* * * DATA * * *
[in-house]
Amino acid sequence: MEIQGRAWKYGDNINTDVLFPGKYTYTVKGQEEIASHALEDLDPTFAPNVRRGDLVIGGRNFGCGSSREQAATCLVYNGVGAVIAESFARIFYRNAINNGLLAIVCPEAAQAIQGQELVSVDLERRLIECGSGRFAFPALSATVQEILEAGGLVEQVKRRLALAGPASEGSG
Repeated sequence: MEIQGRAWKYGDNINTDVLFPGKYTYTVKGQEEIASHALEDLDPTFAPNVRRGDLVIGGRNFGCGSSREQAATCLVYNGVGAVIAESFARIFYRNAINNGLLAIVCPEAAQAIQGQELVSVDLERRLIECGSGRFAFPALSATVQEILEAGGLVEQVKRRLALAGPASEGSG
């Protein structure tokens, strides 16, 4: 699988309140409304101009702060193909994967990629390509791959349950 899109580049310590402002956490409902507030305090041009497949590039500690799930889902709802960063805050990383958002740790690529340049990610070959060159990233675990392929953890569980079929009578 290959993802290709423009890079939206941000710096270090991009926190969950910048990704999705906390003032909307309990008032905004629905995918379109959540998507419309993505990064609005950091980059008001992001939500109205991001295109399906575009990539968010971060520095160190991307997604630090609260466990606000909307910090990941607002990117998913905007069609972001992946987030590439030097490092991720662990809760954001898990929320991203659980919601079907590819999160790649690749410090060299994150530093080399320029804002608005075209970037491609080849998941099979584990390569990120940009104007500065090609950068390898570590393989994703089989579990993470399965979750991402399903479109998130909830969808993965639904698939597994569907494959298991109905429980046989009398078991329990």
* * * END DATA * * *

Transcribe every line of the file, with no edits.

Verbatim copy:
[in-house]
Amino acid sequence: MEIQGRAWKYGDNINTDVLFPGKYTYTVKGQEEIASHALEDLDPTFAPNVRRGDLVIGGRNFGCGSSREQAATCLVYNGVGAVIAESFARIFYRNAINNGLLAIVCPEAAQAIQGQELVSVDLERRLIECGSGRFAFPALSATVQEILEAGGLVEQVKRRLALAGPASEGSG
Repeated sequence: MEIQGRAWKYGDNINTDVLFPGKYTYTVKGQEEIASHALEDLDPTFAPNVRRGDLVIGGRNFGCGSSREQAATCLVYNGVGAVIAESFARIFYRNAINNGLLAIVCPEAAQAIQGQELVSVDLERRLIECGSGRFAFPALSATVQEILEAGGLVEQVKRRLALAGPASEGSG
């Protein structure tokens, strides 16, 4: 699988309140409304101009702060193909994967990629390509791959349950 899109580049310590402002956490409902507030305090041009497949590039500690799930889902709802960063805050990383958002740790690529340049990610070959060159990233675990392929953890569980079929009578 290959993802290709423009890079939206941000710096270090991009926190969950910048990704999705906390003032909307309990008032905004629905995918379109959540998507419309993505990064609005950091980059008001992001939500109205991001295109399906575009990539968010971060520095160190991307997604630090609260466990606000909307910090990941607002990117998913905007069609972001992946987030590439030097490092991720662990809760954001898990929320991203659980919601079907590819999160790649690749410090060299994150530093080399320029804002608005075209970037491609080849998941099979584990390569990120940009104007500065090609950068390898570590393989994703089989579990993470399965979750991402399903479109998130909830969808993965639904698939597994569907494959298991109905429980046989009398078991329990």